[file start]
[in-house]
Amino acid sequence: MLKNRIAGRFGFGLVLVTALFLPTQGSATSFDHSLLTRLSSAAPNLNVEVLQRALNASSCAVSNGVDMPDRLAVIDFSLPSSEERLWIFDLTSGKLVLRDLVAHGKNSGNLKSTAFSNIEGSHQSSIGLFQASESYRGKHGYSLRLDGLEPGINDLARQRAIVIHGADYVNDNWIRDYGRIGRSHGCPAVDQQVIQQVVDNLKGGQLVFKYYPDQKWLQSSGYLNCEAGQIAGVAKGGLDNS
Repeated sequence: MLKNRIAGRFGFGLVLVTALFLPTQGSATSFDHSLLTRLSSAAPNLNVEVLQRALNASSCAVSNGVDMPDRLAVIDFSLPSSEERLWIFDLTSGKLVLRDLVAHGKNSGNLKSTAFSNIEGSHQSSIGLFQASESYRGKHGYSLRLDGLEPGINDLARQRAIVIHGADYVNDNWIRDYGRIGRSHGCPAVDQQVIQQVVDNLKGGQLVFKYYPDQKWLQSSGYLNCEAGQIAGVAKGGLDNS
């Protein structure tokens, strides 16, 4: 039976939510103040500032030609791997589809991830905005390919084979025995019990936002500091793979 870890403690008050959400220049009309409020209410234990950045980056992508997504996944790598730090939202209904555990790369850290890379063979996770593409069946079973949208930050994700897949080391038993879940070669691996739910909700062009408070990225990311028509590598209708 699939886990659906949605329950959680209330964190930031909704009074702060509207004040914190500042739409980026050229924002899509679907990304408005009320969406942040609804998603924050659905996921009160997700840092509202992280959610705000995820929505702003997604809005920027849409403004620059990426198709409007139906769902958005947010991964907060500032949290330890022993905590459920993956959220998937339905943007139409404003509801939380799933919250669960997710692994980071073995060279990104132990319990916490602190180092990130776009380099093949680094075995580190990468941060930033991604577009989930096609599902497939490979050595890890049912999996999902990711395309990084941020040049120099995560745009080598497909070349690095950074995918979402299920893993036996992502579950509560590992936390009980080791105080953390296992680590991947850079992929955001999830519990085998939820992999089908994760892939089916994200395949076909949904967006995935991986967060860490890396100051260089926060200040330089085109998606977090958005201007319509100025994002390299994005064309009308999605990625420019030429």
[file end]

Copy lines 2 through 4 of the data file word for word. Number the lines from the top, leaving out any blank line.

Amino acid sequence: MLKNRIAGRFGFGLVLVTALFLPTQGSATSFDHSLLTRLSSAAPNLNVEVLQRALNASSCAVSNGVDMPDRLAVIDFSLPSSEERLWIFDLTSGKLVLRDLVAHGKNSGNLKSTAFSNIEGSHQSSIGLFQASESYRGKHGYSLRLDGLEPGINDLARQRAIVIHGADYVNDNWIRDYGRIGRSHGCPAVDQQVIQQVVDNLKGGQLVFKYYPDQKWLQSSGYLNCEAGQIAGVAKGGLDNS
Repeated sequence: MLKNRIAGRFGFGLVLVTALFLPTQGSATSFDHSLLTRLSSAAPNLNVEVLQRALNASSCAVSNGVDMPDRLAVIDFSLPSSEERLWIFDLTSGKLVLRDLVAHGKNSGNLKSTAFSNIEGSHQSSIGLFQASESYRGKHGYSLRLDGLEPGINDLARQRAIVIHGADYVNDNWIRDYGRIGRSHGCPAVDQQVIQQVVDNLKGGQLVFKYYPDQKWLQSSGYLNCEAGQIAGVAKGGLDNS
């Protein structure tokens, strides 16, 4: 039976939510103040500032030609791997589809991830905005390919084979025995019990936002500091793979 870890403690008050959400220049009309409020209410234990950045980056992508997504996944790598730090939202209904555990790369850290890379063979996770593409069946079973949208930050994700897949080391038993879940070669691996739910909700062009408070990225990311028509590598209708 699939886990659906949605329950959680209330964190930031909704009074702060509207004040914190500042739409980026050229924002899509679907990304408005009320969406942040609804998603924050659905996921009160997700840092509202992280959610705000995820929505702003997604809005920027849409403004620059990426198709409007139906769902958005947010991964907060500032949290330890022993905590459920993956959220998937339905943007139409404003509801939380799933919250669960997710692994980071073995060279990104132990319990916490602190180092990130776009380099093949680094075995580190990468941060930033991604577009989930096609599902497939490979050595890890049912999996999902990711395309990084941020040049120099995560745009080598497909070349690095950074995918979402299920893993036996992502579950509560590992936390009980080791105080953390296992680590991947850079992929955001999830519990085998939820992999089908994760892939089916994200395949076909949904967006995935991986967060860490890396100051260089926060200040330089085109998606977090958005201007319509100025994002390299994005064309009308999605990625420019030429």